Therapy

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Therapy for PVD should involve a patient care plan consisting of (1) patient education on pathophysiology of atherosclerosis, risk factors that contribute to disease, and prognosis; (2) encouragement of lifestyle changes that emphasize risk factor modification and routine exercise; (3) pharmacologic therapy to relieve symptoms and treat risk factors; and (4) revascularization procedures to relieve IC and limb salvage in CLI. The goals of therapy are to improve the patient's functional status by relieving symptoms, improving the quality of life, and improving exercise capacity; preserve the limb via revas-cularization and decrease or limit the extent of amputation; prevent the progression of atherosclerosis by aggressive risk factor modification; and reduce cardiovascular and cerebro-vascular mortality and nonfatal events such as MI and stroke.

Risk Factor Management

By far the most important therapy for both primary and secondary prevention of PVD is aggressive management of the risk factors for atherosclerosis. Both the American Heart Association (AHA) and the National Cholesterol Education Program (NCEP) recommend the same level of risk factor modification in patients with PVD as in patients with known CAD (Grundy et al., 2004; Smith et al., 2001). Despite the growing recognition that PVD is associated with a higher mortality rate, the risk factors in patients with PVD have historically been grossly undertreated. This is exemplified by data on a cohort of 1733 patients with known PVD and no overt CAD. Of these patients, only 33.1% were receiving beta-blockade therapy, 28.9% were receiving ACEIs, and 31.3% were treated with a statin. Furthermore, 92% had a recent BP measurement, but 56% had SBP greater than 130 mm Hg, 45.5% had DBP >80 mm Hg, and 13.6% had DBP

>90 mm Hg. In addition, only 62.6% had a screening lipid profile, yet 56% had an LDL-C >100 mg/dL, and 21% had an LDL-C >130 mg/dL. Finally, in patients with diabetes, HbA1c was >7.0% in 54.2% of patients (Rehring et al., 2005). Unfortunately, such data are representative of current practice patterns. The risk factors of atherosclerosis must be aggressively identified and treated to reduce risk for disease progression.

Exercise

Routine aerobic exercise is recommended for all patients with PVD. The benefit of walking programs has been clearly established to increase time-to-claudication and maximal walking distance (Hiatt and Regensteiner, 1990; Hiatt et al., 1994). Regular exercise will have a strong impact on improving functional capacity and quality of life. A minimum of 30 to 60 minutes of exercise is recommended preferably daily, but at least three or four times a week. This should be supplemented by an increase in daily lifestyle activities, such as walking breaks at lunch, gardening, or household chores (Smith et al., 2001).

Weight Management

Obesity is at epidemic levels, which ultimately contributes to the progression of atherosclerosis. Patients should be counseled on weight loss strategies with a target body mass index (BMI) of 18.5 to 24.9 kg/m2 (Smith et al., 2001).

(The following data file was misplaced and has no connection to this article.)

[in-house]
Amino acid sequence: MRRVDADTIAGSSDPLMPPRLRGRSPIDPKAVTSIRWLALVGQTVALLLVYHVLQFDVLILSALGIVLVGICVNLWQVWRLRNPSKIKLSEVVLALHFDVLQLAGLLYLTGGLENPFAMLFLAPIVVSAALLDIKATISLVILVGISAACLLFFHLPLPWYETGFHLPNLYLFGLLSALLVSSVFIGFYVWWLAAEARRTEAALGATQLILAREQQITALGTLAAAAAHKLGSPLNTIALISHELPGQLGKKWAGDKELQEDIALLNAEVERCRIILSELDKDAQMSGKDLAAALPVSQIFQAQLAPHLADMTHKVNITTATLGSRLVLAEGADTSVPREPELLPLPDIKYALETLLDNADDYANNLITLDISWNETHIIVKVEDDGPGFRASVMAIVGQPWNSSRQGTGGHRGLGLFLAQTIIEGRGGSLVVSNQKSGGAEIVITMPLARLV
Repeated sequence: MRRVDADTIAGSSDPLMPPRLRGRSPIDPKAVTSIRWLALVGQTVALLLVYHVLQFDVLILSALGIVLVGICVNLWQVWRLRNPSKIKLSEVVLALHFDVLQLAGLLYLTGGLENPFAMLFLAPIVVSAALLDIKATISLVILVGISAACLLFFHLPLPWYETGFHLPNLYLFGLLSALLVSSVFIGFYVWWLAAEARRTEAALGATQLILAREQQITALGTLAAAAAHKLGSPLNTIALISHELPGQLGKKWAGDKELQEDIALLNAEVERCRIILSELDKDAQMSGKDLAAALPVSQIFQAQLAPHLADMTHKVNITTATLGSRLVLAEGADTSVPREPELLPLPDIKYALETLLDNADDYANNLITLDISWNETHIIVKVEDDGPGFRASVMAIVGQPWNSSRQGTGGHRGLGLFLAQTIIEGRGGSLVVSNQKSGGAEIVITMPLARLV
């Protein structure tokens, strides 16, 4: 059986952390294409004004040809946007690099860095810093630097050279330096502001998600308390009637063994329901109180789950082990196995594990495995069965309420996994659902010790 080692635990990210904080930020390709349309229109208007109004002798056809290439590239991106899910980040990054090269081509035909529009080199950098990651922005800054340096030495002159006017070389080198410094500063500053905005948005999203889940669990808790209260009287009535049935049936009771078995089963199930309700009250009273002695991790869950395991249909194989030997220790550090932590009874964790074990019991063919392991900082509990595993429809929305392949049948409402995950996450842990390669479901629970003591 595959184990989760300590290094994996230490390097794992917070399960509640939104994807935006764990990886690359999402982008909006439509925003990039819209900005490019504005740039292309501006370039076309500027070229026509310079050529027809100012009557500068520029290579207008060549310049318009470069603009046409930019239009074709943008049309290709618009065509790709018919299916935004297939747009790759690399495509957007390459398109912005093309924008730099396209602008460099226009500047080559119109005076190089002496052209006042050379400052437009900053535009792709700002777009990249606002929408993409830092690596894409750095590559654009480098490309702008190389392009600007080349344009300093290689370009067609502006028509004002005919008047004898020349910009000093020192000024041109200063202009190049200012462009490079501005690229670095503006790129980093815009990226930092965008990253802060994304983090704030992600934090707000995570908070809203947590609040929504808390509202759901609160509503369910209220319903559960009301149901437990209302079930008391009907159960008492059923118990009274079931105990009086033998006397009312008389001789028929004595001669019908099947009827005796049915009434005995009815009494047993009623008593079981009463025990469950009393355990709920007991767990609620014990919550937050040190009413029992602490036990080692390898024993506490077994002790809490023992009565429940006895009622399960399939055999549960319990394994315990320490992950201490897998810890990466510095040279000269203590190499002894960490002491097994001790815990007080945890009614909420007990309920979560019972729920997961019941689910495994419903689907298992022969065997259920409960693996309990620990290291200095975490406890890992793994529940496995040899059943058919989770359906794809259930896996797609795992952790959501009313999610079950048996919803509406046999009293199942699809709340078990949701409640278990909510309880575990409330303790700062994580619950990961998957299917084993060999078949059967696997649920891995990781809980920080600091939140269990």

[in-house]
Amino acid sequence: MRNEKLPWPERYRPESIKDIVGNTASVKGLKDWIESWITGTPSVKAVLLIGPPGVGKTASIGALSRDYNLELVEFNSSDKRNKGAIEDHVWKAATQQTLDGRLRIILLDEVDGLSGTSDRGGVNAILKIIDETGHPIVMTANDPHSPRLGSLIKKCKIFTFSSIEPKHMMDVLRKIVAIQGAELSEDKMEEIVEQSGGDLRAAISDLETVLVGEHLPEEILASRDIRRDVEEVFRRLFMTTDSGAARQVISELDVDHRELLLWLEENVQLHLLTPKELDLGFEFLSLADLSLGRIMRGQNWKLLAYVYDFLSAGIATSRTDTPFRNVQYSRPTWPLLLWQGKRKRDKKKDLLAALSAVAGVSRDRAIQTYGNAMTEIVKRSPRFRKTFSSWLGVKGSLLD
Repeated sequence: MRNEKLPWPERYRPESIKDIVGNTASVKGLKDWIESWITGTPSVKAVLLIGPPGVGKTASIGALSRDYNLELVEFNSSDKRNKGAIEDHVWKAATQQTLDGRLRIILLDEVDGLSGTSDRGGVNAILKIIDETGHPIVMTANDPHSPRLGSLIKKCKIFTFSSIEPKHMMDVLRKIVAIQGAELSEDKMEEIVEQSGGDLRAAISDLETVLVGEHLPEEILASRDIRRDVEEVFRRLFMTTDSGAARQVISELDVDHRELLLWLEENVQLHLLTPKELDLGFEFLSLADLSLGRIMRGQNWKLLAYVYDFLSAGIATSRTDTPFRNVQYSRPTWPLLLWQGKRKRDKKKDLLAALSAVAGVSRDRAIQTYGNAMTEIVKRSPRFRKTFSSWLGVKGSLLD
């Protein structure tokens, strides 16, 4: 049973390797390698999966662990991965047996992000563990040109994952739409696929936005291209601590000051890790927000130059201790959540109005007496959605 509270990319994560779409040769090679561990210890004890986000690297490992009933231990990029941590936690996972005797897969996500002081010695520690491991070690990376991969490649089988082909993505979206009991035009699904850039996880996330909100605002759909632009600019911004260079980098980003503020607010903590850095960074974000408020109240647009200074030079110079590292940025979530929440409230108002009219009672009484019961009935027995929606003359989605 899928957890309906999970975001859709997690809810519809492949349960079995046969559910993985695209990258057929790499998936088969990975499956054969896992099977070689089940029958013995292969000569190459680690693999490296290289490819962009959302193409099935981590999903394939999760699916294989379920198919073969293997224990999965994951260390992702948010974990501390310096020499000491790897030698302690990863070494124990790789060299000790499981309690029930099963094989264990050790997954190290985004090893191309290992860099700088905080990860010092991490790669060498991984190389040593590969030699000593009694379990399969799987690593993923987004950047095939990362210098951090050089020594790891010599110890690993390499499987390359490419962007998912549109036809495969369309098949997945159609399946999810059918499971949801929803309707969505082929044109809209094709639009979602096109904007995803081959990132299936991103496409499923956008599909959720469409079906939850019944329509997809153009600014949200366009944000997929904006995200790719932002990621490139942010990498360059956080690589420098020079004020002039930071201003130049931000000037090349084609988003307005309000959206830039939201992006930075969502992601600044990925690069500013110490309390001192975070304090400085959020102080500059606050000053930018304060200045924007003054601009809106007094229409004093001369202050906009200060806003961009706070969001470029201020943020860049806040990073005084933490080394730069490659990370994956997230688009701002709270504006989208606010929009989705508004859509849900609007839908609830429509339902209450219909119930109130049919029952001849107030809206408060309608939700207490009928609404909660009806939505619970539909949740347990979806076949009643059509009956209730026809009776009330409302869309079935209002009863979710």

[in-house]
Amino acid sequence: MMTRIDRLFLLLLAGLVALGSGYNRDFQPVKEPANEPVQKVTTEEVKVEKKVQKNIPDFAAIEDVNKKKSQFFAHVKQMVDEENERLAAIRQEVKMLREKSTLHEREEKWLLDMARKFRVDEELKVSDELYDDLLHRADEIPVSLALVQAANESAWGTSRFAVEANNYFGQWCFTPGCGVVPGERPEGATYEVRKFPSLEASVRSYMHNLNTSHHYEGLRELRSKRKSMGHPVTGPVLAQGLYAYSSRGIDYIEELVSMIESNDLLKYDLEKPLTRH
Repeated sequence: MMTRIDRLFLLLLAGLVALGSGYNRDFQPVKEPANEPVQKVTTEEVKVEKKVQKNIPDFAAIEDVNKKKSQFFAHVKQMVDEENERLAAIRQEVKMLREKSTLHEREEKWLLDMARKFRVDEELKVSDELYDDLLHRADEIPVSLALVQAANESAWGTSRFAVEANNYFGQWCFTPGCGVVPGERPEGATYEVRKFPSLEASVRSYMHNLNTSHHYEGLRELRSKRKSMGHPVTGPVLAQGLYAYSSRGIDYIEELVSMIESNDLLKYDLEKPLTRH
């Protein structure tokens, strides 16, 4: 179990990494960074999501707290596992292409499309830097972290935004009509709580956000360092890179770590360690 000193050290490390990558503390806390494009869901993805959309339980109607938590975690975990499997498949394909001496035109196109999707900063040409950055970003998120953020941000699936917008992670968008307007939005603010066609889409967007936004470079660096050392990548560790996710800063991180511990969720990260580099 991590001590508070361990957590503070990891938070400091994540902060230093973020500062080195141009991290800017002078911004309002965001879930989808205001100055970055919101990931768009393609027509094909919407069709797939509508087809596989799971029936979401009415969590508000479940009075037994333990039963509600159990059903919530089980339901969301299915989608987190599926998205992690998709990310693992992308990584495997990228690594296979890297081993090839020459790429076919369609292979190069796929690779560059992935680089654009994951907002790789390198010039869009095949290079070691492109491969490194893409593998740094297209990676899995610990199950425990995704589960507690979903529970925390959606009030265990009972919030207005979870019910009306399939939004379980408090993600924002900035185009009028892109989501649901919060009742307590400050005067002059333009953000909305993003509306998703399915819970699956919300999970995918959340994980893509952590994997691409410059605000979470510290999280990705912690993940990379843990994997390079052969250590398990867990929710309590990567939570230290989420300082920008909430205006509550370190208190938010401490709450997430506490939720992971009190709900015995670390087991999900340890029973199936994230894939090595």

Pharmacologic Therapy

Pharmacologic treatment can be divided into two separate but equally important components: therapy for the control of risk factors and therapy for the relief of symptoms of ischemia or claudication.

Pharmacologic therapy for risk factor modification is the same as for any other forms of atherosclerotic vascular disease, such as coronary or cerebrovascular disease. The most important consideration is that the mortality of patients with PVD is high, and thus they should be treated aggressively. Current national guidelines should be adhered to for the primary and secondary prevention of atherosclerotic vascular disease (ADA, 2005; Grundy et al., 2004; Seventh Report, 2004; Smith et al., 2001). The four primary categories of pharmacologic therapy include antiplatelet therapy, lipid-lowering therapy, antihypertensive therapy, and glycemic-lowering therapy, as discussed earlier. These therapies are complementary and confer additive benefit. From a practical standpoint, patients with several comorbidities may be taking multiple medications daily, so to ensure compliance, they should be repeatedly educated as to the importance of risk factor control.

The only FDA-approved pharmacologic therapy that has a consensus of benefit for the relief of claudication is cilostazol (Pletal). Cilostazol is a phosphodiesterase III inhibitor, which increases the intracellular concentration of cAMP, leading to significant antiplatelet and vasodilatory properties and possibly antiproliferative properties (Tsuchikane et al., 1999). Cilostazol undergoes extensive metabolism by the hepatic cytochrome P4503A4 (CYP3A4) isoform enzyme, and to a lesser extent the 2C19 and 1A2 isoforms. Although cilostazol does not inhibit the CYP450 system, drugs that inhibit CYP3A4, 2C19, and 1A2 can lead to increased levels of cilostazol in serum.

Pentoxifylline (Trental) is another drug FDA approved for claudication. However, no randomized data demonstrate a

Week

Figure 27-27 Mean percentage change from baseline maximum walking distance on a treadmill for patients with intermittent claudication randomly assigned to cilostazol, pentoxifylline, or placebo. *p <0.05 at each 4-week time point for cilostazol versus placebo and pentoxifylline. (Reprinted with permission from Exerpta Medica. Dawson DL, Cutler BS, Hiatt WR, et al: A Comparison of cilostazol and pentoxifylline for treating intermittent claudication. Am J Med 2000;109:523-530, Figure 2.)